Robot trucks are not easily built or acquired. That's why I believe the power will eventually shift to the builders. Large companies like Walmart that warehouse goods, run trucks and sell goods may see fit to own and operate its own fleet of robot trucks and robot lumbers. But carriers like Swift will have little to bargain with if the companies that sell them trucks today decide tomorrow to keep the robot trucks and move the freight themselves. A Volvo/Swift merger is easy to envision.

In such a world, it would make little sense for someone to invest in a fleet of 5, 10 or even 100 trucks with the idea of providing fleet-owner service to a motor carrier. The carriers themselves have more buying power, more truck-financing power and more direct control over the technology that operates the trucks, books the loads and has a bigger presence and trusted name in the marketplace. A multi-truck fleet owner has no value to add if the only thing provided is self-driving trucks. Carriers can buy or lease the machines and be free of the fleet-owner burden too.
 
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PJay59

Expert Expediter
In the year 2525, if man is still alive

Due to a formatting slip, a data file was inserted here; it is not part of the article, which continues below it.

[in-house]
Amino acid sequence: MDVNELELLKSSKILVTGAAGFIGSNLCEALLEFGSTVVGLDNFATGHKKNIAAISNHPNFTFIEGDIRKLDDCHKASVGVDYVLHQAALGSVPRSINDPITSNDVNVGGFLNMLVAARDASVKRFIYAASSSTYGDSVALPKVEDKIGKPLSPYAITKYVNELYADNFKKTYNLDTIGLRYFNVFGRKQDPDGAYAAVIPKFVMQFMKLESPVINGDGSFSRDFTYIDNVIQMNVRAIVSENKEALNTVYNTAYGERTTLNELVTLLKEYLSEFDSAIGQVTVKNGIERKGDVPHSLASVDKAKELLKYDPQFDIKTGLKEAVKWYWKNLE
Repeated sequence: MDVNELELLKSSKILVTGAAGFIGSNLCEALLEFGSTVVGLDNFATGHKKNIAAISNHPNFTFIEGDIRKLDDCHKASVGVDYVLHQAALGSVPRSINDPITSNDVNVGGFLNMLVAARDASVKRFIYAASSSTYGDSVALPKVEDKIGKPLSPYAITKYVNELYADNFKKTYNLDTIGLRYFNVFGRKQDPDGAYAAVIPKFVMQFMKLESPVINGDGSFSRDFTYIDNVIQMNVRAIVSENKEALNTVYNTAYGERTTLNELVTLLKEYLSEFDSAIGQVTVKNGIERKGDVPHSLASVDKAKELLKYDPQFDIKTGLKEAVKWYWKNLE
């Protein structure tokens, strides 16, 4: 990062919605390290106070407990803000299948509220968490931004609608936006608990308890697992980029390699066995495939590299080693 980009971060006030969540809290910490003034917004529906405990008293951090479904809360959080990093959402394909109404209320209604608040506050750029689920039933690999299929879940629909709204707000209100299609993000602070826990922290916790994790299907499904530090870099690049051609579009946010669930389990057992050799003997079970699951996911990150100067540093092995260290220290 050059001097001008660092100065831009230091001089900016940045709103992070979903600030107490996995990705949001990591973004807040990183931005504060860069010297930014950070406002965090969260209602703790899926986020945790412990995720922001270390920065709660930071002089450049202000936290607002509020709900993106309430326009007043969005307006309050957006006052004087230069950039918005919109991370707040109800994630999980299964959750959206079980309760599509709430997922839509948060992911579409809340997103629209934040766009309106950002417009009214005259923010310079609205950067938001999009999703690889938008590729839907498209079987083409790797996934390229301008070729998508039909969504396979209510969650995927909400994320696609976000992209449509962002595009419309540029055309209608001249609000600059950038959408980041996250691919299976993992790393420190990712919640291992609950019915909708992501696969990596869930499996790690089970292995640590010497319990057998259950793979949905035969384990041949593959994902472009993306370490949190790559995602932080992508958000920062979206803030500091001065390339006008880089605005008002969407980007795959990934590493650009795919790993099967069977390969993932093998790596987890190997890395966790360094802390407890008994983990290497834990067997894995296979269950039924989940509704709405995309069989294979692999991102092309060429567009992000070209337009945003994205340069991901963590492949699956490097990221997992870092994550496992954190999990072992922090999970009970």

If woman can survive, they may find
In the year 3535
Ain't gonna need to tell the truth, tell no lie
Everything you think, do and say
Is in the pill you took today
In the year 4545
You ain't gonna need your teeth, won't need your eyes
You won't find a thing to chew
Nobody's gonna look at you
In the year 5555
Your arms hangin' limp at your sides
Your legs got nothin' to do
Some machine's doin' that for you
In the year 6565
You won't need no husband, won't need no wife
You'll pick your son, pick your daughter too
From the bottom of a long glass tube

In the year 7510
If God's a coming, He oughta make it by then
Maybe He'll look around Himself and say
Guess it's time for the judgment day
In the year 8510
God is gonna shake His mighty head
He'll either say I'm pleased where man has been
Or tear it down, and start again

In the year 9595
I'm kinda wonderin' if man is gonna be alive
He's taken everything this old earth can give
And he ain't put back nothing

Now it's been ten thousand years
Man has cried a billion tears
For what, he never knew, now man's reign is through
But through eternal night, the twinkling of starlight
So very far away, maybe it's only yesterday



Read more: Zager And Evans - In The Year 2525 Lyrics | MetroLyrics
 

OntarioVanMan

Retired Expediter
Owner/Operator
until one of these units has a software issue and crashes thru a school bus or school yard...or just takes out multiple victims...